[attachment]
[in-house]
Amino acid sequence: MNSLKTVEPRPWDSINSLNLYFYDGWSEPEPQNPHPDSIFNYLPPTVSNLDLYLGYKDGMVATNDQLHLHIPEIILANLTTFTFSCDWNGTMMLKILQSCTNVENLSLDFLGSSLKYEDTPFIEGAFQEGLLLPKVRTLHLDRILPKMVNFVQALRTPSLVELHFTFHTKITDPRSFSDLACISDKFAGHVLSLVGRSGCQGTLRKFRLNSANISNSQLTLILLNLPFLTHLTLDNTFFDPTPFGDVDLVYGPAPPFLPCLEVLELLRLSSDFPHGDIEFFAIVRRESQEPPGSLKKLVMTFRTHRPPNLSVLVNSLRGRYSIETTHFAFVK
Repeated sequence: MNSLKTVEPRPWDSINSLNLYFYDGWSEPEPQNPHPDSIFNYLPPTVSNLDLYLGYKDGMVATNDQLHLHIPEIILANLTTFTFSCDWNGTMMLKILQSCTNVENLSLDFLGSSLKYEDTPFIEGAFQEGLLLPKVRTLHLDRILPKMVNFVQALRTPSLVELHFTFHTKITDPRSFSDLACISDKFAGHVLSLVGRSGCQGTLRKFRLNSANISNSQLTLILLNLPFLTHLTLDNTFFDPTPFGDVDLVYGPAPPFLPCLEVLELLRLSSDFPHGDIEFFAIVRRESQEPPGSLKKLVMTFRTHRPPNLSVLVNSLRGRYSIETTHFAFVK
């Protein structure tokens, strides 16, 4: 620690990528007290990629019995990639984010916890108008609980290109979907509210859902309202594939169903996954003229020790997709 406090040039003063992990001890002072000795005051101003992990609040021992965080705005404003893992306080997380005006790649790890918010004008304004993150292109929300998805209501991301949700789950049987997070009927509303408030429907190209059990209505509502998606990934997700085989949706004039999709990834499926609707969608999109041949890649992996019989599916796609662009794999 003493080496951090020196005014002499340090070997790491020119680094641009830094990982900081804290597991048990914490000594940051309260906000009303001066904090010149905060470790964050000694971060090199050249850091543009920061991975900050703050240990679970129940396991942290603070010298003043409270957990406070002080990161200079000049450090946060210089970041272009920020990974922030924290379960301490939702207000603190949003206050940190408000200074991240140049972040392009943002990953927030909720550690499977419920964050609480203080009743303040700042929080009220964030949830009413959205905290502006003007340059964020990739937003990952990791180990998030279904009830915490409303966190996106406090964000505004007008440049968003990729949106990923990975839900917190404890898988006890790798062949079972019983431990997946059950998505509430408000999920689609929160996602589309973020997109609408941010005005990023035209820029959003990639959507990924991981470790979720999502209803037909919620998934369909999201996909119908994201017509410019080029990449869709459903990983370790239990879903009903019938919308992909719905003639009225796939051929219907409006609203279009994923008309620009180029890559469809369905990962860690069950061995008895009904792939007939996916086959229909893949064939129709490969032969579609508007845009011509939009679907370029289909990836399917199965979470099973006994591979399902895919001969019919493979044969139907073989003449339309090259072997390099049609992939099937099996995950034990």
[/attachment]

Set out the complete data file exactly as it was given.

[in-house]
Amino acid sequence: MNSLKTVEPRPWDSINSLNLYFYDGWSEPEPQNPHPDSIFNYLPPTVSNLDLYLGYKDGMVATNDQLHLHIPEIILANLTTFTFSCDWNGTMMLKILQSCTNVENLSLDFLGSSLKYEDTPFIEGAFQEGLLLPKVRTLHLDRILPKMVNFVQALRTPSLVELHFTFHTKITDPRSFSDLACISDKFAGHVLSLVGRSGCQGTLRKFRLNSANISNSQLTLILLNLPFLTHLTLDNTFFDPTPFGDVDLVYGPAPPFLPCLEVLELLRLSSDFPHGDIEFFAIVRRESQEPPGSLKKLVMTFRTHRPPNLSVLVNSLRGRYSIETTHFAFVK
Repeated sequence: MNSLKTVEPRPWDSINSLNLYFYDGWSEPEPQNPHPDSIFNYLPPTVSNLDLYLGYKDGMVATNDQLHLHIPEIILANLTTFTFSCDWNGTMMLKILQSCTNVENLSLDFLGSSLKYEDTPFIEGAFQEGLLLPKVRTLHLDRILPKMVNFVQALRTPSLVELHFTFHTKITDPRSFSDLACISDKFAGHVLSLVGRSGCQGTLRKFRLNSANISNSQLTLILLNLPFLTHLTLDNTFFDPTPFGDVDLVYGPAPPFLPCLEVLELLRLSSDFPHGDIEFFAIVRRESQEPPGSLKKLVMTFRTHRPPNLSVLVNSLRGRYSIETTHFAFVK
């Protein structure tokens, strides 16, 4: 620690990528007290990629019995990639984010916890108008609980290109979907509210859902309202594939169903996954003229020790997709 406090040039003063992990001890002072000795005051101003992990609040021992965080705005404003893992306080997380005006790649790890918010004008304004993150292109929300998805209501991301949700789950049987997070009927509303408030429907190209059990209505509502998606990934997700085989949706004039999709990834499926609707969608999109041949890649992996019989599916796609662009794999 003493080496951090020196005014002499340090070997790491020119680094641009830094990982900081804290597991048990914490000594940051309260906000009303001066904090010149905060470790964050000694971060090199050249850091543009920061991975900050703050240990679970129940396991942290603070010298003043409270957990406070002080990161200079000049450090946060210089970041272009920020990974922030924290379960301490939702207000603190949003206050940190408000200074991240140049972040392009943002990953927030909720550690499977419920964050609480203080009743303040700042929080009220964030949830009413959205905290502006003007340059964020990739937003990952990791180990998030279904009830915490409303966190996106406090964000505004007008440049968003990729949106990923990975839900917190404890898988006890790798062949079972019983431990997946059950998505509430408000999920689609929160996602589309973020997109609408941010005005990023035209820029959003990639959507990924991981470790979720999502209803037909919620998934369909999201996909119908994201017509410019080029990449869709459903990983370790239990879903009903019938919308992909719905003639009225796939051929219907409006609203279009994923008309620009180029890559469809369905990962860690069950061995008895009904792939007939996916086959229909893949064939129709490969032969579609508007845009011509939009679907370029289909990836399917199965979470099973006994591979399902895919001969019919493979044969139907073989003449339309090259072997390099049609992939099937099996995950034990």